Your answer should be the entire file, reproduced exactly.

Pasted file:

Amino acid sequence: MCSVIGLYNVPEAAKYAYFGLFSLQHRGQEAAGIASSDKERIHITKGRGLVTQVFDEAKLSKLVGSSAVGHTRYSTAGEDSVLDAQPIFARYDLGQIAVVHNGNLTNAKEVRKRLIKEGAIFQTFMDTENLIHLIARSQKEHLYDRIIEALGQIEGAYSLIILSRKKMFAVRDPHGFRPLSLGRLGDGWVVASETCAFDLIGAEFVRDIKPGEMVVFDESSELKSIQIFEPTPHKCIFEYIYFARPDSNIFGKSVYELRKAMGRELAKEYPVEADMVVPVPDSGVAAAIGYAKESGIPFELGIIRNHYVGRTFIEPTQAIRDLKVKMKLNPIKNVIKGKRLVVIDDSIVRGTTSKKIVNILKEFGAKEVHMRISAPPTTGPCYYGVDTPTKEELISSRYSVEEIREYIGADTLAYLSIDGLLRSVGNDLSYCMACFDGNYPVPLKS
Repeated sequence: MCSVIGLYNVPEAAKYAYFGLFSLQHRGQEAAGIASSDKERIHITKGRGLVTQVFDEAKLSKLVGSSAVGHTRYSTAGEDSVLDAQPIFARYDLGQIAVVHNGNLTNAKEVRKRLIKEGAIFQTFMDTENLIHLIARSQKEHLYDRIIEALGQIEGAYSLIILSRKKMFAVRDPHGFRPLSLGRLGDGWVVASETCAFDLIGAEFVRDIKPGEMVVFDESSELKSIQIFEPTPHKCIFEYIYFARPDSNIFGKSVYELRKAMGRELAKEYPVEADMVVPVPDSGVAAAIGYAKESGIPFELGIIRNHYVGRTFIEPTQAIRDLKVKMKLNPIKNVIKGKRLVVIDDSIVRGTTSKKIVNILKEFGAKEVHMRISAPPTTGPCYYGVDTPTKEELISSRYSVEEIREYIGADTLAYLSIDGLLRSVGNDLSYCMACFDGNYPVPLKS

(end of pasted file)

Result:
Amino acid sequence: MCSVIGLYNVPEAAKYAYFGLFSLQHRGQEAAGIASSDKERIHITKGRGLVTQVFDEAKLSKLVGSSAVGHTRYSTAGEDSVLDAQPIFARYDLGQIAVVHNGNLTNAKEVRKRLIKEGAIFQTFMDTENLIHLIARSQKEHLYDRIIEALGQIEGAYSLIILSRKKMFAVRDPHGFRPLSLGRLGDGWVVASETCAFDLIGAEFVRDIKPGEMVVFDESSELKSIQIFEPTPHKCIFEYIYFARPDSNIFGKSVYELRKAMGRELAKEYPVEADMVVPVPDSGVAAAIGYAKESGIPFELGIIRNHYVGRTFIEPTQAIRDLKVKMKLNPIKNVIKGKRLVVIDDSIVRGTTSKKIVNILKEFGAKEVHMRISAPPTTGPCYYGVDTPTKEELISSRYSVEEIREYIGADTLAYLSIDGLLRSVGNDLSYCMACFDGNYPVPLKS
Repeated sequence: MCSVIGLYNVPEAAKYAYFGLFSLQHRGQEAAGIASSDKERIHITKGRGLVTQVFDEAKLSKLVGSSAVGHTRYSTAGEDSVLDAQPIFARYDLGQIAVVHNGNLTNAKEVRKRLIKEGAIFQTFMDTENLIHLIARSQKEHLYDRIIEALGQIEGAYSLIILSRKKMFAVRDPHGFRPLSLGRLGDGWVVASETCAFDLIGAEFVRDIKPGEMVVFDESSELKSIQIFEPTPHKCIFEYIYFARPDSNIFGKSVYELRKAMGRELAKEYPVEADMVVPVPDSGVAAAIGYAKESGIPFELGIIRNHYVGRTFIEPTQAIRDLKVKMKLNPIKNVIKGKRLVVIDDSIVRGTTSKKIVNILKEFGAKEVHMRISAPPTTGPCYYGVDTPTKEELISSRYSVEEIREYIGADTLAYLSIDGLLRSVGNDLSYCMACFDGNYPVPLKS